This may seem counterintuitive, but going slow can apply to a lot of steps in any sewing project. Go slow with your stitching on very exacting areas, like plackets or angles, so you can really watch where the needle is and turn or pivot with exactness. Going slow can also mean taking a breath, thinking where you are in the project and reviewing the steps to see if you have missed anything.

4. Read the instructions

Some sewers read the instructions in every detail and others never even take a look. Even if you don’t usually use the instructions, read them over before you start sewing and make sure there aren’t any unexpected steps.

5. Know when to stop

Learn to recognize when you are tired or burnt out. Sometimes stepping away from the sewing machine for a break is the biggest time-saving tip of all, allowing you to refresh and clear away the cobwebs. When you are tired or lose focus, errors tend to show up. Take a break and return with a fresh focus.

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I had been sewing for years-I am self taught-when I decided to take a beginning sewing class in college. I learned two things I didn’t know that semester: grade curved seams, and press any seam before crossing it with another seam. So I do that with pressing: sew all the various pieces until it’s time to put things together and then press everything at once.

Babe Paukstys

I, too, learned in college that you should press any seam “as sewn” BEFORE pressing the seam allowance open. Pressing the stitching line flat allows the thread to relax & integrate into the layers of fabric & that makes the task of pressing the seam open much easier. The end result? A perfectly flat & open seam allowance on the inside of your garment combined with a gorgeously smooth seamline on the garment’s face!

Pamela Anne

I learnt that at college in 1965 I am o glad the basics of sewing are still being taught . It can make a garment. You can always tell a home made garment that is well made by the good fit and the attention to detail. Go to any sewing show and see what good dressmakers wear. They are often old or very young. Sewing has not been taught in schools for many years, textiles does not fill the space and neither does food technology teach youngsters to cook. We need to go back to basics.

Tommie O'Sullivan

When I was in junior high, I read Cheaper by the Dozen. What imprinted on my mind was that the Gilbreths were efficiency experts. They went into factories and filmed workers, then studied the films and designed work stations and assembly lines that were more efficient. I’ve always tried to do this no matter what I was working on.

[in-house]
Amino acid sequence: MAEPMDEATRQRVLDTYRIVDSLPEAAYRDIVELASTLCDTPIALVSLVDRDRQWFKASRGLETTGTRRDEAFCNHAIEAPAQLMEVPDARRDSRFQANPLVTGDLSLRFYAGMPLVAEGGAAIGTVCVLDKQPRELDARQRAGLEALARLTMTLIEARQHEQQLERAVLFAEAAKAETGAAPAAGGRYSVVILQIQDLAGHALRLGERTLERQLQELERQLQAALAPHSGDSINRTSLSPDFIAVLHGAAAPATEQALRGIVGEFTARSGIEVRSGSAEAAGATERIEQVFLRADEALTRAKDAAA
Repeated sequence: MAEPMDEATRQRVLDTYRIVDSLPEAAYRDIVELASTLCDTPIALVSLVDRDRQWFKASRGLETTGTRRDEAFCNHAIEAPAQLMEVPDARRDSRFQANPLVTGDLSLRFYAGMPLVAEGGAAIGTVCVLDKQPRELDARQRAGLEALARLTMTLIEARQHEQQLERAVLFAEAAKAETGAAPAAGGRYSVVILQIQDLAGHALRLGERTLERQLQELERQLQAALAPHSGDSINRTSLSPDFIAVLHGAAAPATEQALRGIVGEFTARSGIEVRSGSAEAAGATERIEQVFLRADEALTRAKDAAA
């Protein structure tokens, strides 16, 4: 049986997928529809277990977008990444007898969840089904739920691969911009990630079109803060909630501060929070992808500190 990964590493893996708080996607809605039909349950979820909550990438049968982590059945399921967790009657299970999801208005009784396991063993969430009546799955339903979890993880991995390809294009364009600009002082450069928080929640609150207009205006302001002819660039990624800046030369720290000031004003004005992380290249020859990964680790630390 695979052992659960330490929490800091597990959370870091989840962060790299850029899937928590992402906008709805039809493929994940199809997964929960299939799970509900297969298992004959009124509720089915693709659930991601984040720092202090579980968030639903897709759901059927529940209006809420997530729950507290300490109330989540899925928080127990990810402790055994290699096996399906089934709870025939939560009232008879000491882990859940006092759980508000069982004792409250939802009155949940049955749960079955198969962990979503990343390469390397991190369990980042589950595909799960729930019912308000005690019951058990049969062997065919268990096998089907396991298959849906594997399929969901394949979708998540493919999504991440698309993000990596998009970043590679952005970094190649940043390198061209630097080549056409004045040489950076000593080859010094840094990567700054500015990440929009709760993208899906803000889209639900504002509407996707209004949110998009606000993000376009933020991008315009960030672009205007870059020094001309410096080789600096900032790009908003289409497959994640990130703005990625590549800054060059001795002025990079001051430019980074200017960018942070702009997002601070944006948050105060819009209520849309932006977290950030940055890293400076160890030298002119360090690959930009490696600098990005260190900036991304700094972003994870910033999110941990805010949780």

One of my favorite time savers is a cork bulletin board mounted on the wall right behind my sewing machine. It’s hung low so that I don’t have to stand to reach it. I pin small pattern pieces (facings, collars, cuffs, pockets, etc) on the board so that they don’t get lost. The pattern envelope is pinned there with the back facing out so that I can put folded pattern pieces right back in the envelope as soon as I’m done with each piece, and I unfold the pattern instruction sheet and pin it to the bulletin board. Nothing gets lost, I don’t have to search for small pieces, and the directions are right where I can see then without taking my hands off of what’s running through my sewing machine.

Nancy B

This is a really great tip. I did the same thing when I was making clothing, now that I’ve gotten away from that and do more quilting I’d forgotten about it. Thanks for the reminder, think I’ll use it again!


The cork bulletin board is a fabulous idea!! I definitely am going to get myself one! Thanks for the excellent tip!! 🙂


Doh! I’ve already got a cork board right there and never thought to use it like that! Thank you for making me smack my head. 😉


Excellent idea! Thank you.


Great idea with the cord board! Nothing gets laid down on a shelf and then accidentally gets knocked down or falls down — very good time saver!
Been sewing nearly 45 years, so I’ve picked up a thing or two when doing projects. When the directions tell me to fold under say like 1/4″, or 3/8″, 1/2″, etc, I generally run a long, loose stitch, however wide they tell you to fold under. This saves from measuring and pinning, and it is a lot less tedious, too! Yes, you have to remove the stitch you had sewn, but it doesn’t take nearly as much time as measuring and pinning it! It’s great for hemming.
I also preshrink and “stay” the fabric color in one step. To “stay” the fabric color, I use 1 cup of white vinegar and 1 tablespoon of salt added to the hot water to preshrink. I put the hot tap water, vinegar and salt in a bucket and add the fabric (using enough water to make sure the fabric is covered), and let it soak for about 30 minutes. I then run it through the rinse cycle in my washer and I hang the fabric on a line to dry–matching the selvage edges carefully. This does two things. First, the fabric doesn’t wrinkle as badly, and the fabric will have a natural “fold line” from the line where you placed it to dry. When dry, I take it down and fold it on a fabric bolt that the fabric stores are more than happy to give you!